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Clean Air Act Regulations Ready for Enactment
Clean Air Act Regulations Ready for Enactment

Clean Air Act Regulations Ready for Enactment

Clean Air Act Regulations Ready for Enactment

The National Climate Change Office at the Department of Environment has submitted seven sets of regulations related to the Clean Air Act to the government for approval.
The 35-article Clean Air Act drawn up by DOE as an integrated approach to curb air pollution was passed by the parliament on July 16, 2017, after gathering dust in the previous Majlis for over a year, IRNA reported.
However, its full enactment depends on the relevant organizations' preparation of regulations.
The DOE has been the first entity to prepare and submit regulations regarding the law.
Masoud Zandi, the director of National Climate Change Office, hoped that other organizations will submit their regulations as soon as possible, although the process may be time-consuming.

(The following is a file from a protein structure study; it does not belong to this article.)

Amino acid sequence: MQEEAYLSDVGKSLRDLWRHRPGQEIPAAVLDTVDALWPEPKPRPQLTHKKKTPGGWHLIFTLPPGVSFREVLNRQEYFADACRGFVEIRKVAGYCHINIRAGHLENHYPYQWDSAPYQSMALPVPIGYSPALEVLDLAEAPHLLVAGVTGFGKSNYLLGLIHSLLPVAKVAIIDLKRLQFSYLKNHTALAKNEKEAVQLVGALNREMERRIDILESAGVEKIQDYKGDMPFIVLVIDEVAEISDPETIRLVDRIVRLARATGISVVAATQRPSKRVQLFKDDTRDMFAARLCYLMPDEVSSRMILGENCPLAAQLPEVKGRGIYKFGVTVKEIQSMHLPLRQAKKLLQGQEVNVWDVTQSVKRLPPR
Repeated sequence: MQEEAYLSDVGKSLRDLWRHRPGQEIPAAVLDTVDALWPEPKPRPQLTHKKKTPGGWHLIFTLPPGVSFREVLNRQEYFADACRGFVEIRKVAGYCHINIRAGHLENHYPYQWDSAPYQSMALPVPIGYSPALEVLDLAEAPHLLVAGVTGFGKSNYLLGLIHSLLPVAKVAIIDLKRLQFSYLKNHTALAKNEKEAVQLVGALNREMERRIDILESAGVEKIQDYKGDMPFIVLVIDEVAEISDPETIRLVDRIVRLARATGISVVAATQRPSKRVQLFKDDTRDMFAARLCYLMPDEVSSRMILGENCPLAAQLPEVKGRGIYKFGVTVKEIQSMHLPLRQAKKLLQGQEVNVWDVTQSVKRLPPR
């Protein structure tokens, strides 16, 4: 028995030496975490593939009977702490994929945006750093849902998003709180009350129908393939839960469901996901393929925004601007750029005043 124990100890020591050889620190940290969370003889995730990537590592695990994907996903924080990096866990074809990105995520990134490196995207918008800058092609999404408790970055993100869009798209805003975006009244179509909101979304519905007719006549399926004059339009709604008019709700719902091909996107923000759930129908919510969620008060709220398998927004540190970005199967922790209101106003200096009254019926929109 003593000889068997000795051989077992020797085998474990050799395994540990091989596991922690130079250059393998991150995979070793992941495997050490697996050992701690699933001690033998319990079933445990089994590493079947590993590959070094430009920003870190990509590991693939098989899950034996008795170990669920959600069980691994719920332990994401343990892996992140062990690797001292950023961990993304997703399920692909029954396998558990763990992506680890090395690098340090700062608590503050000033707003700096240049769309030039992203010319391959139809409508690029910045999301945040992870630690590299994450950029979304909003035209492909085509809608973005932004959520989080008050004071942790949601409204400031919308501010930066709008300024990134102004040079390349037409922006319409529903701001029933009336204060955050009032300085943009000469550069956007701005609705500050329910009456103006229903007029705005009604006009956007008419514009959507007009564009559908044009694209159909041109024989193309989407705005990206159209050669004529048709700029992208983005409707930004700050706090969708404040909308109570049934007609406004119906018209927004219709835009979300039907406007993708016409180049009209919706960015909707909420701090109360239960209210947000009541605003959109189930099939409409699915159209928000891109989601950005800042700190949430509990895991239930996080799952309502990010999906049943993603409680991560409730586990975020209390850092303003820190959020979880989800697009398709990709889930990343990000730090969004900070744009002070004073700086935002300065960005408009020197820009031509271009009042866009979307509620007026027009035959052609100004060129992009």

Zandi pointed to the advantages of the new law, saying that "it fully clarifies each administration's duties for curbing air pollution".
The act singles out inefficient vehicles, substandard fuels, industrial activities and dust storms as the major sources of air pollution in the country.
It tasks different administrations, including DOE's office for human environment, the Ministry of Interior and Tehran Municipality, with specific actions in line with the objective.
"The act, for instance, specifies a mechanism for scrapping dilapidated polluting vehicles, tasking the government to allocate a budget for the measure," the official said.
Focusing on the recent dust storms lashing several parts of the country, the Ministry of Agriculture is committed to taking anti-desertification measures annually on 300,000 hectares of dust storm hotspots.
The act also proposes more frequent technical inspections of private vehicles. While the current law stipulates technical inspection of all vehicles once every five years, the DOE is pushing for biennial checks.
The bill is expected to help alleviate the problem, but a lot more needs to be done to effectively address the worsening problem.
According to the World Health Organization and Iran’s Health Ministry, air pollution in Iran’s mega cities has been linked to more than 80,000 premature deaths annually.

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